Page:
A study from the University of Illinois has found that reforms approved so recently and painfully by the state legislature and signed into law by Gov. Pat Quinn won’t do much to solve Illinois’s public pension problems:
Jan 21 (Reuters) – A reform package passed late last year will make improvements to Illinois’ woefully underfunded public pension system, but the state’s budget gap still will increase to $13 billion by 2025 if current policies remain in place, according to an independent analysis released on Tuesday.
While the pension reforms are expected to save Illinois $160 billion over 30 years, they will reduce the state’s structural budget deficit only by $1 billion to $1.5 billion a year over the next decade, according to the report by the Institute of Government and Public Affairs at the University of Illinois’ Fiscal Futures Project.
That would leave the state with a projected budget gap of $3 billion in 2015, growing over the next 10 years to $13 billion. The projected shortfall is just $1 billion less than the $14 billion deficit the report projects Illinois would face without pension reform.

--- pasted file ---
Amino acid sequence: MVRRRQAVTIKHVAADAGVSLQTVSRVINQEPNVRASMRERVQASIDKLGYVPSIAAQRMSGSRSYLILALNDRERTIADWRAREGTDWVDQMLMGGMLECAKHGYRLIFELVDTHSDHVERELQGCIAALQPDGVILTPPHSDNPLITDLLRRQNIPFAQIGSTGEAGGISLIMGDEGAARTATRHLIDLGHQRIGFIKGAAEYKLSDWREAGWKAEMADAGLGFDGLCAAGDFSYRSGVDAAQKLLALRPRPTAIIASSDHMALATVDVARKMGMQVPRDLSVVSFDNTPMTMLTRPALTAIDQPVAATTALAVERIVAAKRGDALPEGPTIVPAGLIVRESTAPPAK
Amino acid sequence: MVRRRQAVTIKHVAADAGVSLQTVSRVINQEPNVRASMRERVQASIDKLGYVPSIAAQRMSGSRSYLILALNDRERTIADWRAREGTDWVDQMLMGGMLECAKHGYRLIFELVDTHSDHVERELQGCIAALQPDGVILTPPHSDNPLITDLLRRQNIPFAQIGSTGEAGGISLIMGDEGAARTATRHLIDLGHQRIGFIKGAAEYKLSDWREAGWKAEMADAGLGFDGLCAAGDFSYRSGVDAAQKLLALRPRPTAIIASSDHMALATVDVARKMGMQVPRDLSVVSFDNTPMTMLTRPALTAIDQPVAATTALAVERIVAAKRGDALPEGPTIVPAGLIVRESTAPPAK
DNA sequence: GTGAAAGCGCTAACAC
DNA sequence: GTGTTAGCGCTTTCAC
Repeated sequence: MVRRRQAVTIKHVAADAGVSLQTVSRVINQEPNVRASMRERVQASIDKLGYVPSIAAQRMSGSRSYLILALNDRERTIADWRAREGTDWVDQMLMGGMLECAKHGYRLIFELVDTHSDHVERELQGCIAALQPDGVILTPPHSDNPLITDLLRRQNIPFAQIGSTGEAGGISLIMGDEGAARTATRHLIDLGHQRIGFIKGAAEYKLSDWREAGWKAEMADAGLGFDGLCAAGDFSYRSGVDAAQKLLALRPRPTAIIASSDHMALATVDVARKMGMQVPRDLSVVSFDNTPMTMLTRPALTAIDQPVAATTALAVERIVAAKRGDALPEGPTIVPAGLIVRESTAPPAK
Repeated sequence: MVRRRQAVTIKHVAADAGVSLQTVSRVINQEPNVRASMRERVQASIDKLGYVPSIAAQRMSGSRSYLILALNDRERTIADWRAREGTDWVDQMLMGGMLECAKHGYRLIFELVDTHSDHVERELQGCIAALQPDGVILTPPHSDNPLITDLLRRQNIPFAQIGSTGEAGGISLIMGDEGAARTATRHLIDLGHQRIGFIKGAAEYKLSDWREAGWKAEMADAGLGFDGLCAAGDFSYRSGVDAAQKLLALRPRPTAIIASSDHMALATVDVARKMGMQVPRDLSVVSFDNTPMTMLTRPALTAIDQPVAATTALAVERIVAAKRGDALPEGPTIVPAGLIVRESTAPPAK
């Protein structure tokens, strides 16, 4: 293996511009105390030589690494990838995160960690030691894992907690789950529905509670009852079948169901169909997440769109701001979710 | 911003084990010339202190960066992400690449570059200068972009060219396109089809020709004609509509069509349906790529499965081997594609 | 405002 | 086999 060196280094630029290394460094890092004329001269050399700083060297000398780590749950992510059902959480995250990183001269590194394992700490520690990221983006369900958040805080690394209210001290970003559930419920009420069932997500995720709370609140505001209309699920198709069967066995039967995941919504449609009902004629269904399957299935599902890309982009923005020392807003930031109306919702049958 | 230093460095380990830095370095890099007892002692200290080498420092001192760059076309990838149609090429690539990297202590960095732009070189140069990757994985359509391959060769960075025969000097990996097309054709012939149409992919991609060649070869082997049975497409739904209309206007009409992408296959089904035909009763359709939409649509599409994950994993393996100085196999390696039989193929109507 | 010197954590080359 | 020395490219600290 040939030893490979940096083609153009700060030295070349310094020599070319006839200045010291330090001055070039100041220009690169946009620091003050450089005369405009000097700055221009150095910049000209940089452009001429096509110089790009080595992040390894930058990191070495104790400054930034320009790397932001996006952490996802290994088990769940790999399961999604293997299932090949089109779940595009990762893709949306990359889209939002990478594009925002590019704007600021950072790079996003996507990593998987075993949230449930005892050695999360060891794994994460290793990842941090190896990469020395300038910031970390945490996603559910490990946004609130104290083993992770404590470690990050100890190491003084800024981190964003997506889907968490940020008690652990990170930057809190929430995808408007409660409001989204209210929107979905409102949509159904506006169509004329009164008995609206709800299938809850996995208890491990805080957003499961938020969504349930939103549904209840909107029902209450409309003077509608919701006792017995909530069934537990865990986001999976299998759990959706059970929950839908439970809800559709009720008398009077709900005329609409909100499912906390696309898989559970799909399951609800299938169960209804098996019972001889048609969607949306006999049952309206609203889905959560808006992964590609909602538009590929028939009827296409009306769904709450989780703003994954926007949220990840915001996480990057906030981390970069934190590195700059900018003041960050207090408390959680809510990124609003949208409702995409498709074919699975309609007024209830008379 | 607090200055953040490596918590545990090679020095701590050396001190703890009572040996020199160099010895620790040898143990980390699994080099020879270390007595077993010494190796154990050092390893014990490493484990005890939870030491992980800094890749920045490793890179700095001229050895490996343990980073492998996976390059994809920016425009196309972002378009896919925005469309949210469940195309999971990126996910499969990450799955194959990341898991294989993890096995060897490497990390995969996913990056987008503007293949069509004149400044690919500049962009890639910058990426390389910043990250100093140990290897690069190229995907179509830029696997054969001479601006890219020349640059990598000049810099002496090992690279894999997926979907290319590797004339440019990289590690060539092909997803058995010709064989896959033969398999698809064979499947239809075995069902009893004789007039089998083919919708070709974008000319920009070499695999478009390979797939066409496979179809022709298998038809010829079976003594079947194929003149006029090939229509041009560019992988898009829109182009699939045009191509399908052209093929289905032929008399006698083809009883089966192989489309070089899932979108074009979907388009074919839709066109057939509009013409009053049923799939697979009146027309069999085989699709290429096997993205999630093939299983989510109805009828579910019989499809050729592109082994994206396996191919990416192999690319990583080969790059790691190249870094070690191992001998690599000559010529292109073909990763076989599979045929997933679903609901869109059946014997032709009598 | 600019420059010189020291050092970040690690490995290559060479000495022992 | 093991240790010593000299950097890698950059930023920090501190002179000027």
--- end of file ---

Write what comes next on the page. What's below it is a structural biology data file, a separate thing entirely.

There is no pain-free solution to Illinois’s problems. If there were the problems would have been solved long ago.
To date most of the pain has been inflicted on Illinois’s public employees. There will be more pain ahead for them but the hard facts are that we can’t solve our problems without making more changes to the basic structures.
We cannot expect relief from the federal government. Illinois’s Congressional delegation is the worst of the fifty state delegations. Illinois’s return in federal spending relative to federal taxes paid is fifty cents on the dollar, the third worst return in the nation and Illinois is by far the largest state with such a poor return. Illinois is no more than a cash cow for the other 49 states and the federal government and that’s basically because our Congressional representatives put up with it.
The real solution to Illinois’s problem is robust economic growth. We won’t get it as long as our neighboring states reasonably see our woes as an opportunity to lure Illinois businesses away and that’s a consequence of past Illinois fiscal mismanagement and the poor assumption that increased rates are synonymous with more revenue.